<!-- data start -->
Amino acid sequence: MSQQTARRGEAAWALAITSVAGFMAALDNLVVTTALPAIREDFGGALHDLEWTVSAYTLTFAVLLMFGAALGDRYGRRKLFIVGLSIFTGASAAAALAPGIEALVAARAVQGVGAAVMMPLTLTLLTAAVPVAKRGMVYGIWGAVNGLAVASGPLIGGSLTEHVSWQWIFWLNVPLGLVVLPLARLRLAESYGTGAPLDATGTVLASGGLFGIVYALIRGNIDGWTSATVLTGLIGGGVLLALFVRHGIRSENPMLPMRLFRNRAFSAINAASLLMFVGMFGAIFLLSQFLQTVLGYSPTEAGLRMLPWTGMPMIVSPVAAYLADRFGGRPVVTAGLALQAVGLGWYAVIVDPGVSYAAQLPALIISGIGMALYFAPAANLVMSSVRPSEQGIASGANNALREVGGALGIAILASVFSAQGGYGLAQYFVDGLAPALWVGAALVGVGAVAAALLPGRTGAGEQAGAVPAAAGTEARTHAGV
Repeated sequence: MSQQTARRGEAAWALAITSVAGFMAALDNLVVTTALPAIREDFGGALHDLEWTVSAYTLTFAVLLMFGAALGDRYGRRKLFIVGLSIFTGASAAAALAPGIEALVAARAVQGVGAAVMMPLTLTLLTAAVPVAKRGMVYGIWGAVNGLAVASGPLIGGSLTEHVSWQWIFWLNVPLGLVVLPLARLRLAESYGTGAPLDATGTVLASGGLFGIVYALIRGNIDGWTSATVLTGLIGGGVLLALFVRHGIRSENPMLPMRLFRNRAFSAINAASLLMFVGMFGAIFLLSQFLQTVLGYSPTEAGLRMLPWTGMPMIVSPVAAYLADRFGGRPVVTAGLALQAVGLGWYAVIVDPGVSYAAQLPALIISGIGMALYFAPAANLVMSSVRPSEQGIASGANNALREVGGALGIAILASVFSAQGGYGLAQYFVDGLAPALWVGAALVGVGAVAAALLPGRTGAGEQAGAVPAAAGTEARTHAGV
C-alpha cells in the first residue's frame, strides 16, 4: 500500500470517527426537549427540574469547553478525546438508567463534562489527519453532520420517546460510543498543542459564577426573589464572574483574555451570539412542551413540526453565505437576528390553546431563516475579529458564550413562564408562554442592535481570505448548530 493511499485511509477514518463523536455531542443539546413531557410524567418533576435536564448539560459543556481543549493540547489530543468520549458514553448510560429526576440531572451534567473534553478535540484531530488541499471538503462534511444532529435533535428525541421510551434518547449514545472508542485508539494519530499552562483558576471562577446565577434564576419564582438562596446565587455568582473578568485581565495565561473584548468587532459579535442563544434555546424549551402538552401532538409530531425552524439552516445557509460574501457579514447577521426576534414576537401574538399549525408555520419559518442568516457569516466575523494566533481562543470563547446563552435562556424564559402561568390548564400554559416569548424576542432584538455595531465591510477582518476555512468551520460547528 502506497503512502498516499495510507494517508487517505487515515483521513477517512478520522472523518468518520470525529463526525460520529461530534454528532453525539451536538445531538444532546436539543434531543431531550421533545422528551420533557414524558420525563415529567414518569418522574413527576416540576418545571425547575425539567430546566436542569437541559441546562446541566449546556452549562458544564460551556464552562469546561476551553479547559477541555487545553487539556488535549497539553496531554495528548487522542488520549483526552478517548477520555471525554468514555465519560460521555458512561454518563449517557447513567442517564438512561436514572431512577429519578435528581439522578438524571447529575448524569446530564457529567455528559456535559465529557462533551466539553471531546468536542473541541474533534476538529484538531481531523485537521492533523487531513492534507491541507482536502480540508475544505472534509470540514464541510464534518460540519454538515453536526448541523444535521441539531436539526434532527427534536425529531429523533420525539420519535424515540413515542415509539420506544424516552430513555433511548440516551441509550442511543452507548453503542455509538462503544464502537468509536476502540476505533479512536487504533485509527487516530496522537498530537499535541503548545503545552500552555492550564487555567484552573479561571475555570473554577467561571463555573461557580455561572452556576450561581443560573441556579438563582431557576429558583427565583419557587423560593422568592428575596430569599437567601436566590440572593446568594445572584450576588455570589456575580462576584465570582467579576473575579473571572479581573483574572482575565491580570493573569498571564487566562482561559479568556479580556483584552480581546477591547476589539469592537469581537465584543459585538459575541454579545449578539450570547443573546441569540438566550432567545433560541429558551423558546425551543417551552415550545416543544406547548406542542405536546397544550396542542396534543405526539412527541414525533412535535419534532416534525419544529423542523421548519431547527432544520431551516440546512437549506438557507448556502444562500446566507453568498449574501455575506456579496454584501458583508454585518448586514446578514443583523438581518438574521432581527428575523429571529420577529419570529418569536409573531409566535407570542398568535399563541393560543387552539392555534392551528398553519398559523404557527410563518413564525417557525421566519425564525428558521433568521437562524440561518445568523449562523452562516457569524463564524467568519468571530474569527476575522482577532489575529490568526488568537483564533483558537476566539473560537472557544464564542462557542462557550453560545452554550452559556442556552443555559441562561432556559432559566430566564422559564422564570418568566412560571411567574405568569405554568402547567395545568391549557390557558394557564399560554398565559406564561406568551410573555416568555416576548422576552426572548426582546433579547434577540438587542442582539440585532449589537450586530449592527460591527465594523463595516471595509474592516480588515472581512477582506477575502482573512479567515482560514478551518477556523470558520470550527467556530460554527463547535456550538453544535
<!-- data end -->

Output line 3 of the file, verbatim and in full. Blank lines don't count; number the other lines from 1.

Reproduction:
C-alpha cells in the first residue's frame, strides 16, 4: 500500500470517527426537549427540574469547553478525546438508567463534562489527519453532520420517546460510543498543542459564577426573589464572574483574555451570539412542551413540526453565505437576528390553546431563516475579529458564550413562564408562554442592535481570505448548530 493511499485511509477514518463523536455531542443539546413531557410524567418533576435536564448539560459543556481543549493540547489530543468520549458514553448510560429526576440531572451534567473534553478535540484531530488541499471538503462534511444532529435533535428525541421510551434518547449514545472508542485508539494519530499552562483558576471562577446565577434564576419564582438562596446565587455568582473578568485581565495565561473584548468587532459579535442563544434555546424549551402538552401532538409530531425552524439552516445557509460574501457579514447577521426576534414576537401574538399549525408555520419559518442568516457569516466575523494566533481562543470563547446563552435562556424564559402561568390548564400554559416569548424576542432584538455595531465591510477582518476555512468551520460547528 502506497503512502498516499495510507494517508487517505487515515483521513477517512478520522472523518468518520470525529463526525460520529461530534454528532453525539451536538445531538444532546436539543434531543431531550421533545422528551420533557414524558420525563415529567414518569418522574413527576416540576418545571425547575425539567430546566436542569437541559441546562446541566449546556452549562458544564460551556464552562469546561476551553479547559477541555487545553487539556488535549497539553496531554495528548487522542488520549483526552478517548477520555471525554468514555465519560460521555458512561454518563449517557447513567442517564438512561436514572431512577429519578435528581439522578438524571447529575448524569446530564457529567455528559456535559465529557462533551466539553471531546468536542473541541474533534476538529484538531481531523485537521492533523487531513492534507491541507482536502480540508475544505472534509470540514464541510464534518460540519454538515453536526448541523444535521441539531436539526434532527427534536425529531429523533420525539420519535424515540413515542415509539420506544424516552430513555433511548440516551441509550442511543452507548453503542455509538462503544464502537468509536476502540476505533479512536487504533485509527487516530496522537498530537499535541503548545503545552500552555492550564487555567484552573479561571475555570473554577467561571463555573461557580455561572452556576450561581443560573441556579438563582431557576429558583427565583419557587423560593422568592428575596430569599437567601436566590440572593446568594445572584450576588455570589456575580462576584465570582467579576473575579473571572479581573483574572482575565491580570493573569498571564487566562482561559479568556479580556483584552480581546477591547476589539469592537469581537465584543459585538459575541454579545449578539450570547443573546441569540438566550432567545433560541429558551423558546425551543417551552415550545416543544406547548406542542405536546397544550396542542396534543405526539412527541414525533412535535419534532416534525419544529423542523421548519431547527432544520431551516440546512437549506438557507448556502444562500446566507453568498449574501455575506456579496454584501458583508454585518448586514446578514443583523438581518438574521432581527428575523429571529420577529419570529418569536409573531409566535407570542398568535399563541393560543387552539392555534392551528398553519398559523404557527410563518413564525417557525421566519425564525428558521433568521437562524440561518445568523449562523452562516457569524463564524467568519468571530474569527476575522482577532489575529490568526488568537483564533483558537476566539473560537472557544464564542462557542462557550453560545452554550452559556442556552443555559441562561432556559432559566430566564422559564422564570418568566412560571411567574405568569405554568402547567395545568391549557390557558394557564399560554398565559406564561406568551410573555416568555416576548422576552426572548426582546433579547434577540438587542442582539440585532449589537450586530449592527460591527465594523463595516471595509474592516480588515472581512477582506477575502482573512479567515482560514478551518477556523470558520470550527467556530460554527463547535456550538453544535